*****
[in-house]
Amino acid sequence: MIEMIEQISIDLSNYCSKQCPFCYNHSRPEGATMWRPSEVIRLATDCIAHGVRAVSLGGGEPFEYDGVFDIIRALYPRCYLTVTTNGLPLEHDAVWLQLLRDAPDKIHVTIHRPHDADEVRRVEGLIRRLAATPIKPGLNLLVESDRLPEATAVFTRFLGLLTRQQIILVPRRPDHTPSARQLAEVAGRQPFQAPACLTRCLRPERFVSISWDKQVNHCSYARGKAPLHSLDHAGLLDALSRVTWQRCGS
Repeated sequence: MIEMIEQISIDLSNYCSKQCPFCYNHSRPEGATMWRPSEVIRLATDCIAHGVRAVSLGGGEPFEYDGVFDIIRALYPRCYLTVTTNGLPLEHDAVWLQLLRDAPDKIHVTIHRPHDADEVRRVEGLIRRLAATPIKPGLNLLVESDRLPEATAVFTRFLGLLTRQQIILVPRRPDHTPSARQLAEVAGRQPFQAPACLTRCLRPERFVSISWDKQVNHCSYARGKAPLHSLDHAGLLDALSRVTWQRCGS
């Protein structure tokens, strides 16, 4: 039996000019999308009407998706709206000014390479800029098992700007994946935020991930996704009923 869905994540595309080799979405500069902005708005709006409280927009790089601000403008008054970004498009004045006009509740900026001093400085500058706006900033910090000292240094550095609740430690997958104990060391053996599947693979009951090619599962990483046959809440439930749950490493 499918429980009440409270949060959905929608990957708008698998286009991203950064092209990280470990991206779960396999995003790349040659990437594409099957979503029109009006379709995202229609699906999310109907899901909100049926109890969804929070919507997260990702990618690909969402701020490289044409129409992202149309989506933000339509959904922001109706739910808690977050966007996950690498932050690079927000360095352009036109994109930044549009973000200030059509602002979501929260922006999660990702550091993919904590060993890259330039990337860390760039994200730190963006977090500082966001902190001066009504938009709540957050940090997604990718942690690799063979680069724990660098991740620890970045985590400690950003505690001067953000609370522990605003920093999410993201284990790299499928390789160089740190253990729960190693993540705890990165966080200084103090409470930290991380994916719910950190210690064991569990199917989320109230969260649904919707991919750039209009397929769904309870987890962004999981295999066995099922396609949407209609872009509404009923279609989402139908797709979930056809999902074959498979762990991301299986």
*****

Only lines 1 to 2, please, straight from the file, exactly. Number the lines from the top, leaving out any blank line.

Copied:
[in-house]
Amino acid sequence: MIEMIEQISIDLSNYCSKQCPFCYNHSRPEGATMWRPSEVIRLATDCIAHGVRAVSLGGGEPFEYDGVFDIIRALYPRCYLTVTTNGLPLEHDAVWLQLLRDAPDKIHVTIHRPHDADEVRRVEGLIRRLAATPIKPGLNLLVESDRLPEATAVFTRFLGLLTRQQIILVPRRPDHTPSARQLAEVAGRQPFQAPACLTRCLRPERFVSISWDKQVNHCSYARGKAPLHSLDHAGLLDALSRVTWQRCGS